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Comment Willing accomplices and quiet endorsement (Score 3, Insightful) 145

Throw Google under the bus not the poor folks just trying to feed their families.

"Poor folks just trying to feed their families"? These are well paid engineers with options. Anyone talented enough to get a job at Google is talented enough to secure employment elsewhere. They are willing accomplices to this action and pretending otherwise is disingenuous. Evidently these engineers lack a moral compass and their word means nothing. If they had a problem with this action they could easily have spoken up and taken action but they took the easy path and did nothing.

Pretty sure you'd scream bloody murder if you employer's actions were layer at your feet - douche!

My employer's actions are routinely laid at my feet and rightfully so. I am responsible for my actions at my employer as well as those who work for me. Companies are comprised of people who commit these actions and when these actions injure others there should be some accountability. If I have an ethical problem with what management at my company is doing or if I was wrongly accused of something I was not responsible for you can be quite certain I would either leave or take appropriate action to defend myself. But if I'm quiet about something then effectively I am endorsing it.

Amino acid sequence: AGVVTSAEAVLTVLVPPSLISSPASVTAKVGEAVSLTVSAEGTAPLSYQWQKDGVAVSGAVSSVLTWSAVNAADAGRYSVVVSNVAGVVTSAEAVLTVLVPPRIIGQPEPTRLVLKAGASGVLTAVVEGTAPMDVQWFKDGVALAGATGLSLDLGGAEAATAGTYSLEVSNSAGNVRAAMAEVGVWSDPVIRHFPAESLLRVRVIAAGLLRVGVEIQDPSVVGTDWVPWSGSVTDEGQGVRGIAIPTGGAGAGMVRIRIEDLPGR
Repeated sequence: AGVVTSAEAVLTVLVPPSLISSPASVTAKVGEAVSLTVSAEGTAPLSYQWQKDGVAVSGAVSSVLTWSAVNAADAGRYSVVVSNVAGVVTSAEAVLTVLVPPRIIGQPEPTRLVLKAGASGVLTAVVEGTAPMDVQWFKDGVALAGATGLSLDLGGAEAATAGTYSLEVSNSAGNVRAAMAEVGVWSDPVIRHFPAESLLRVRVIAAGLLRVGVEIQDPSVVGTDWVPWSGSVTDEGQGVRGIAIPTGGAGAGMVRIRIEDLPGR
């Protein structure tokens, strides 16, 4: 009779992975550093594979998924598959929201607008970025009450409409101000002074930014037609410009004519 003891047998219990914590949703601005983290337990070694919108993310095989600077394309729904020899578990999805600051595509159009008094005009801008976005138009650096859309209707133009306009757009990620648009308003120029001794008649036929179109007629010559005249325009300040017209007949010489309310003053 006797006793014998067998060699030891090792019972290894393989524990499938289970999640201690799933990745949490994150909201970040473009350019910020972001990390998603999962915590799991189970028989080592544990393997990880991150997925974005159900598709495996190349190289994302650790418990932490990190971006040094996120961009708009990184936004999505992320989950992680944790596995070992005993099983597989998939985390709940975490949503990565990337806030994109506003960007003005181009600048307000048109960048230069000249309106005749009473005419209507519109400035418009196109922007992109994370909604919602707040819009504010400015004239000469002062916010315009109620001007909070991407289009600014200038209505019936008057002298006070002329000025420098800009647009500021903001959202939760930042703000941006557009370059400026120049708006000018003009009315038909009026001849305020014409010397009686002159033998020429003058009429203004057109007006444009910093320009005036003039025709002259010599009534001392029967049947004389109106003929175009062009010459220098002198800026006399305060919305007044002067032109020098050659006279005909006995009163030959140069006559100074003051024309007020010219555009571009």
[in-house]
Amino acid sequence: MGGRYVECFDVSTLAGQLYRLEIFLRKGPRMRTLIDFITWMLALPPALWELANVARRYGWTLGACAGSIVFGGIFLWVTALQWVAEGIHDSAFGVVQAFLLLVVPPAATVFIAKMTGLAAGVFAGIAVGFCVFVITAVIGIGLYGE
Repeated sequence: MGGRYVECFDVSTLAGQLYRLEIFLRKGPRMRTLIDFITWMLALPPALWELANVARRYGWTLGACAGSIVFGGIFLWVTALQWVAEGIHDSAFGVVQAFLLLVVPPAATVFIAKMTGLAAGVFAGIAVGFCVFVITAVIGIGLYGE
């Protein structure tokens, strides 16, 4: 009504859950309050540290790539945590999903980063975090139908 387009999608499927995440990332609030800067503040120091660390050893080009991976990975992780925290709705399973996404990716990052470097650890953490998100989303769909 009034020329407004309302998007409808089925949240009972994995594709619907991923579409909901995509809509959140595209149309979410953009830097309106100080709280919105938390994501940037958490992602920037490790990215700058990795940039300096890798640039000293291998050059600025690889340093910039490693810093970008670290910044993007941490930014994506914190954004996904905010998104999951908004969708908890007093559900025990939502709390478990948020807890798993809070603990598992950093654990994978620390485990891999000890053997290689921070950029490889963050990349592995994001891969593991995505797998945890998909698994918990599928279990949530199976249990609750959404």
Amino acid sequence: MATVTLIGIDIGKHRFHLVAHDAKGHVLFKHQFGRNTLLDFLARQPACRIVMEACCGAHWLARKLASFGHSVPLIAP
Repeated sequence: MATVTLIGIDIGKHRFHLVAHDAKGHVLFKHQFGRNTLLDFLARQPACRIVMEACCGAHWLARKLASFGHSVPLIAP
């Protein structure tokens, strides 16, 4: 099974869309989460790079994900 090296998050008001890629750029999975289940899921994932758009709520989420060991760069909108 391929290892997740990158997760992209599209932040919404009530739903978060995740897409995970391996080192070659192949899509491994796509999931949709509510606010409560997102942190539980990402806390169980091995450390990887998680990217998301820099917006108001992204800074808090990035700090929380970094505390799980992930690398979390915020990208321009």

Comment true (Score 1) 484

MY 2012 MBP still works perfectly and with the recent SSD drive install will go another 2 years just fine. I bought it brand new when work bought me a piece of garbage $900 consumer laptop. and then 2 years later bought me a $800 crap laptop to replace the previous one that the screen failed on, and then finally a $650 piece of crap lenovo that prompty had all kinds of issues and the hinge cracked on in 30 days.... all the time the macbook was used the same amount every day, even dropped a few times.